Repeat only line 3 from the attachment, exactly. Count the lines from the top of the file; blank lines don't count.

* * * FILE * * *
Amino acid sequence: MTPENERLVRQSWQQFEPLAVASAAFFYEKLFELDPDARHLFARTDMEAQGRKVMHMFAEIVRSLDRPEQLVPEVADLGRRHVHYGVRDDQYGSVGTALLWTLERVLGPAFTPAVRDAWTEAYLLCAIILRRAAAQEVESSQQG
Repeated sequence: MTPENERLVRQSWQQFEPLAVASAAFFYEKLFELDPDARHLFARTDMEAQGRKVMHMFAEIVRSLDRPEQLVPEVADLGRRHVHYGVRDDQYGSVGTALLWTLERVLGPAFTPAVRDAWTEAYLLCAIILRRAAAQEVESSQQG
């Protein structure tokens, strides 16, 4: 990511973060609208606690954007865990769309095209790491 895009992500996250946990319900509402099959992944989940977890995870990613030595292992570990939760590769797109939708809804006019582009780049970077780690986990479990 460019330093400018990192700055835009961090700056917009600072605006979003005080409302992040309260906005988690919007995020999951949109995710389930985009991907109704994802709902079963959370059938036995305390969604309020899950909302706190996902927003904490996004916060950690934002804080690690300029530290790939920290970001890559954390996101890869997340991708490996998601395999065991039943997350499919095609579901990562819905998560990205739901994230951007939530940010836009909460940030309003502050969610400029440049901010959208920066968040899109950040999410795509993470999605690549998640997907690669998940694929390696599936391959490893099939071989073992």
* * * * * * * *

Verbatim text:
């Protein structure tokens, strides 16, 4: 990511973060609208606690954007865990769309095209790491 895009992500996250946990319900509402099959992944989940977890995870990613030595292992570990939760590769797109939708809804006019582009780049970077780690986990479990 460019330093400018990192700055835009961090700056917009600072605006979003005080409302992040309260906005988690919007995020999951949109995710389930985009991907109704994802709902079963959370059938036995305390969604309020899950909302706190996902927003904490996004916060950690934002804080690690300029530290790939920290970001890559954390996101890869997340991708490996998601395999065991039943997350499919095609579901990562819905998560990205739901994230951007939530940010836009909460940030309003502050969610400029440049901010959208920066968040899109950040999410795509993470999605690549998640997907690669998940694929390696599936391959490893099939071989073992």